Sunday, August 14, 2016

She Loves You, Cough, Cough, Cough - column, 8.14.2016

Mack Hall, HSG

She Loves You, Cough, Cough, Cough

A Hard Day’s Night was on Channel Siberia last week, and its charming innocence plays better now than it did in 1964. The plot, as in any musical, is but a weak thread for holding the songs together, and the Beatles could neither sing nor act, which, like an amateur musical in the parish hall, is part of the fun – all this was before they began taking themselves seriously.

The surprising strength of A Hard Day’s Night is its cinematography. The producers apparently could not afford color film, and so employed the then-unfashionable but excellent black-and-white stock which produced – and has maintained for over fifty years – crisp, clean, bright images which hit all the registers of light and dark. Except for the high-end technologies such as Technicolor, color film from the 1960s has since deteriorated, one might almost say soured, into fuzzy garish tones on the yellow end of the spectrum.

Many of the sequences are set outdoors, free of sets and CGI, and show post-war London, poor but tidy, with the ruins of bombed-out blocks still visible. The trains, busses, and taxis on screen were real, and are gone now, so the movie is a period piece about an era when people took the train to work and even the poorest man managed a much-cleaned and much-patched coat and tie for public wear instead of the current serf-livery of knee-pants and cartoon tees and plastic ball caps.

Most of the g-rated film is good-natured buffoonery, but the middle of the film changes mood for about fifteen quiet minutes of reflection as Ringo skips a rehearsal in order to take a solitary stroll along the streets and alongside a canal with his Pentax. He encounters all sort of people simply being themselves at work and play. There is little dialogue, and many of the images, as stills, would be works of art in themselves.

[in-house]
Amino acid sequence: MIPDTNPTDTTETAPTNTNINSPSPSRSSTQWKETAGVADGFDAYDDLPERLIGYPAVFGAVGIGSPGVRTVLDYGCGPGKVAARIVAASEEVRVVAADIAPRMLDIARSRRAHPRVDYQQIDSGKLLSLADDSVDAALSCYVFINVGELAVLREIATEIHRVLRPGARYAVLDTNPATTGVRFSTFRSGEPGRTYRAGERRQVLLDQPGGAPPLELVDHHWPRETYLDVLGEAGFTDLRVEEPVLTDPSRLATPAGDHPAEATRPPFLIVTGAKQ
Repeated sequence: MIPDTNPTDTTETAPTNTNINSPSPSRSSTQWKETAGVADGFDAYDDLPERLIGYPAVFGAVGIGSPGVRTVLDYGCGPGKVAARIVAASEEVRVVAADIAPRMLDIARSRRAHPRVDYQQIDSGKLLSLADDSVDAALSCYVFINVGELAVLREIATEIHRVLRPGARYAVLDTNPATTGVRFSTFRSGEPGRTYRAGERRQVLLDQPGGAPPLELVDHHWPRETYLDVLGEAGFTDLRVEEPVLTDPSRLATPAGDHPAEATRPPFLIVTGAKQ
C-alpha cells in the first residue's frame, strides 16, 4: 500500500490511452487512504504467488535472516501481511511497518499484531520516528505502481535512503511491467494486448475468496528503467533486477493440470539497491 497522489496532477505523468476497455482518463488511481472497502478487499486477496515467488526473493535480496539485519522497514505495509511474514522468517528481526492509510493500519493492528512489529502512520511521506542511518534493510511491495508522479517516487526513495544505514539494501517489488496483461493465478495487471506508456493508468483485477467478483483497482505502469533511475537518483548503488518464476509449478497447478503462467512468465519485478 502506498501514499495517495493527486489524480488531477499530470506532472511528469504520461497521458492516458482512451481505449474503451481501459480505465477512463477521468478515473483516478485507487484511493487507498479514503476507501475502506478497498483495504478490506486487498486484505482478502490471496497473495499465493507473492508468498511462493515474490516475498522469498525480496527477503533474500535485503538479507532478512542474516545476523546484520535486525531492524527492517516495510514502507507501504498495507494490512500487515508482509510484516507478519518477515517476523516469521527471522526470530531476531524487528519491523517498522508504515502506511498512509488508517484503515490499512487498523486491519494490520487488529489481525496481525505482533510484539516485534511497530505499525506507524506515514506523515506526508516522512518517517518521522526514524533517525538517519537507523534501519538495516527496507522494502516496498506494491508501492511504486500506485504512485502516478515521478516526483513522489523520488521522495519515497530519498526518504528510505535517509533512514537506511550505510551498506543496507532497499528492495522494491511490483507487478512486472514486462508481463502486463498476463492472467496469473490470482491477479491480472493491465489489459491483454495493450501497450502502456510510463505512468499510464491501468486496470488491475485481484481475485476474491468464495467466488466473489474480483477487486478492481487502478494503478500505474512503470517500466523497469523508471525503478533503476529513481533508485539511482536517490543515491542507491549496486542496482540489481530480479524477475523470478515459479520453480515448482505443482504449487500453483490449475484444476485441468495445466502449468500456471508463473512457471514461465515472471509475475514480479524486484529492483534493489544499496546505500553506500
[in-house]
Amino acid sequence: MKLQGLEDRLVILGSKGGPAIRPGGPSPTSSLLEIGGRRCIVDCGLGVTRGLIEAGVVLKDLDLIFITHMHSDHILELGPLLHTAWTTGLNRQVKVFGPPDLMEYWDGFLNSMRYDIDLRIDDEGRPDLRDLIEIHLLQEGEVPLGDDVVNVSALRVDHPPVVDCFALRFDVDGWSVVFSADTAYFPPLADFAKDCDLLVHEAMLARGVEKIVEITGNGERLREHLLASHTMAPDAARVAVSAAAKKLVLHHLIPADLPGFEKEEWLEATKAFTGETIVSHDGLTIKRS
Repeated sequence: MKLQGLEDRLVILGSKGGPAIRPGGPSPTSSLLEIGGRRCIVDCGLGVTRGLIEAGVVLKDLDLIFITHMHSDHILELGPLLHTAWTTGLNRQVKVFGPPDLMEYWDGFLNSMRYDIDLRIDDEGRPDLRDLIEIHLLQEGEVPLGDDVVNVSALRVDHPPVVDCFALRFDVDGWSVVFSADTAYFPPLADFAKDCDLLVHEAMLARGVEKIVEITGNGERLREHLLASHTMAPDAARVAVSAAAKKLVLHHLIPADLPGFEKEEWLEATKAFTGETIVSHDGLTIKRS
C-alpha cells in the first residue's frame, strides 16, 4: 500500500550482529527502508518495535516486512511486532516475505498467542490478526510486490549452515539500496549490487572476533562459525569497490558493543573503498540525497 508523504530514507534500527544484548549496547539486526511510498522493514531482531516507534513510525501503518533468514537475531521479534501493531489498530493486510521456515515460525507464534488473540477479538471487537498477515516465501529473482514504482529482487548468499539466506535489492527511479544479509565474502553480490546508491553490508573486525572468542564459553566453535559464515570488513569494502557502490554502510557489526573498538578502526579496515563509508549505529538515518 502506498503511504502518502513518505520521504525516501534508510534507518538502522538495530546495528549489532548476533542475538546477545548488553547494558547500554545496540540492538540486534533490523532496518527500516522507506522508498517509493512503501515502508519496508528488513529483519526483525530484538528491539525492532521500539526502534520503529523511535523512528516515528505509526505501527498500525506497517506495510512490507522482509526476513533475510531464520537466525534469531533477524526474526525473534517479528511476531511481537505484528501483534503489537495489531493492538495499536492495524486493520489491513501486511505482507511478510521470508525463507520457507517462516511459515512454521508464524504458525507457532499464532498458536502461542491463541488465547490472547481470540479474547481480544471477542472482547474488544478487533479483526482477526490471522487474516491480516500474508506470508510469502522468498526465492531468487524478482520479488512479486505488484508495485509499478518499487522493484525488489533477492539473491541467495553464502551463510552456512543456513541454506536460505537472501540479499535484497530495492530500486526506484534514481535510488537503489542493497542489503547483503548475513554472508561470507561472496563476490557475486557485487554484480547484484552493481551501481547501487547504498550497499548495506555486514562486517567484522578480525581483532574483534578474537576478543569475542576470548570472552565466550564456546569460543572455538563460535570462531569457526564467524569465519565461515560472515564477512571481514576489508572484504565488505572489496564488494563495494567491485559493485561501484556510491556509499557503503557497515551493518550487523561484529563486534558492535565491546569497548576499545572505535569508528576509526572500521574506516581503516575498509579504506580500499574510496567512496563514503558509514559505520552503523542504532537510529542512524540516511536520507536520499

Because of the accidents of a low budget, monochrome, good humor, respect for the audience, a lack of artistic pretension, and an unselfconscious amateurishness in most of those in the picture, A Hard Day’s Night still has a youthful spring in its metaphorical step.

And let The People say “iconic.”

One of the recurring sub-themes in the film is the matter our lads fleeing hordes of screaming teenyboppers in beehive hairdos, reflecting the reality of the Beatles’ popularity in the 1960s. In contrast, there is a recent narrative of one of the surviving Beatles arriving at a post-awards show party for 2016’s cooler-than-cool, only to be turned away. Either no one knew who he was, or didn’t care.

1964’s A-list is still welcome at Luby’s Cafeteria.

And let The People sing “Yesterday.”


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